Within every punk, there’s a kid who just wants to be loved. Armed with loss, heartbreak and a voice that cries for help, multitalented French enchantress Soko is the kind of rebel who gives out kisses instead of black eyes, who steals hearts instead of wallets, and gets trashed on tea instead of liquor. However, she won’t hesitate to wreak havoc and cartwheel on stage whenever she can, alternating between playing reverbed-out electric guitar, bass, keyboard, and drums and singing her heart out with total abandon.
Once a soft-spoken singer-songwriter, Soko’s music quickly caught up with her untamable persona. Three years after her debut album “I Thought I Was An Alien,” she has revamped her once innocent yet morbid folk into an insolent follow-up record, “My Dreams Dictate My Reality,” due March 2015. Produced by the legendary Ross Robinson (who also produced her favorite band, The Cure) the album features the hypnotic duet “Lovetrap” with friend and lo-fi wizard Ariel Pink.
After seven months of fine-tuning in Robinson’s home studio in Venice Beach, Soko’s essence was distilled into a potion of dreamy 80’s goth-inspired lullabies and a touch of California sun. The main ingredient, her unapologetic openness, alchemizes each track into the most disarmingly honest lyrics of all time. “I wanted a more upbeat record, still dreamy, and dark, but I felt more comfortable by surrounding myself with more moody, gothy, punky sounds. I played all the bass on the record, which was a first, and got a Fender VI barritone guitar that I was obsessed with. I put a lot of chorus and reverb on everything and was imagining I was Robert Smith's child in the 80’s and then poured blood and wrecked my soul to give the truest performances in front of the microphone. Ross Robinson was the only person I could imagine capturing these moments.”
Soko is finally the rebellious teenager she never got to be. In the past year she hacked and bleached her mermaid hair into oblivion aka her “illegitimate daughter of Andy Warhol” look, swapped hippie for “white goth,” snogged a complete stranger for the viral “First Kiss” video then watched her pivotal relationship ballad “We Might Be Dead By Tomorrow” skyrocket to the top of the Billboard charts. She played the voice of a computer’s human sexual surrogate in Spike Jonze’s Her, collaborated with Anton Newcombe from Brian Jonestown Massacre on his upcoming album, alternately sang and screamed on Ariel Pink’s album Pom Pom, and wrote and sang on several tracks on Theophilus London’s Vibes including the panty-melting “Smoke.” Rather than glide on the successes of an explosive year, Soko blazes forward, D.I.Y.ing her own album art and directing and producing her own music videos.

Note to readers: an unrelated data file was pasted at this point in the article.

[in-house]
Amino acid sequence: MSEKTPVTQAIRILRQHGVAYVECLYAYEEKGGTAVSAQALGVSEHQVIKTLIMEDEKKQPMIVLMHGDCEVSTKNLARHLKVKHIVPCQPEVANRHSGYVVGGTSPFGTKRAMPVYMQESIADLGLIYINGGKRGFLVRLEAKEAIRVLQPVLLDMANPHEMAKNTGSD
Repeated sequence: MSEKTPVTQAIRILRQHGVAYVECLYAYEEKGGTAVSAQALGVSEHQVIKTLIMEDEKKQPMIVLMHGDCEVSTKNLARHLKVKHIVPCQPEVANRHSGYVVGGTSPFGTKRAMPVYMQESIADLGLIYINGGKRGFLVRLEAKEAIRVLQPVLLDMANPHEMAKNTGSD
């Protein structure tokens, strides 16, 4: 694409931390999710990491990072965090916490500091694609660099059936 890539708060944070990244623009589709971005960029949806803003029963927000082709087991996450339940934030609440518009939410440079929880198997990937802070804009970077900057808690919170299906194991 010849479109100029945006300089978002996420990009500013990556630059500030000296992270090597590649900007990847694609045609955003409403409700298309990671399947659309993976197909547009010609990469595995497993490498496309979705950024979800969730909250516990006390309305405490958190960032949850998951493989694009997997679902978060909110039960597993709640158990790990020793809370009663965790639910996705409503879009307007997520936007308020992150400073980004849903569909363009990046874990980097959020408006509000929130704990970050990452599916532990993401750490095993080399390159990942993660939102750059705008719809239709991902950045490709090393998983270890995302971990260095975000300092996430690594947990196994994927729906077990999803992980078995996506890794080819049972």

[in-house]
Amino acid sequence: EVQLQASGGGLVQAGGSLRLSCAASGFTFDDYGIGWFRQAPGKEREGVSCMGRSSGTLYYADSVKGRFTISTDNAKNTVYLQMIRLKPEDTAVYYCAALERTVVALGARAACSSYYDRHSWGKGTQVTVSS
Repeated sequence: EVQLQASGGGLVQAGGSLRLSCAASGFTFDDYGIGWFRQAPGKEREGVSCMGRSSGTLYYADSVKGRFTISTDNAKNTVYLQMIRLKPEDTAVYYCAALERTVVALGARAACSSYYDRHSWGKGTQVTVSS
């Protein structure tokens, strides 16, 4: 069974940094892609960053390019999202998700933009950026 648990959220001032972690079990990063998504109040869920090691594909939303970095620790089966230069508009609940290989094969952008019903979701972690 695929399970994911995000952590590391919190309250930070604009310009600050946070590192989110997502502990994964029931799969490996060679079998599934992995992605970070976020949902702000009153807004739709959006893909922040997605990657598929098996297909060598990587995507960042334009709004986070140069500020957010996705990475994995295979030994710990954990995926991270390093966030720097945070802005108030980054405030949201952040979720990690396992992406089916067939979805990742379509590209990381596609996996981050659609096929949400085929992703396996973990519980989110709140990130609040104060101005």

A professional lover, Soko entrusts her inner-being to all who cross her path. Whether opening for Foster The People on their US arena tour, or in her preferred setting: intimate venues, she radiates pure emotion. She confides in her crowds, effortlessly inviting the audience to join her into the journey of all her joy and pain; it even feels safe to cry with her. The free-spirited energy of her live shows parallel her romantic life, where she loves regardless of gender or social convention, existing purely in the moment. At her show in New York earlier this fall, while performing a new track “Who Wears The Pants,” the gay rights anthem she jokingly refers to as “the most lesbian song I ever wrote,” she screams “EVERYBODY TAKE YOUR SHIRT OFF,” and dances topless in striped suspenders and creepers, with a live rat on her shoulder, in a sea of people eager to shed their inhibitions. Stripping off clothes is tame for the introspective poet, who regularly strips her defenses before crowds, singing: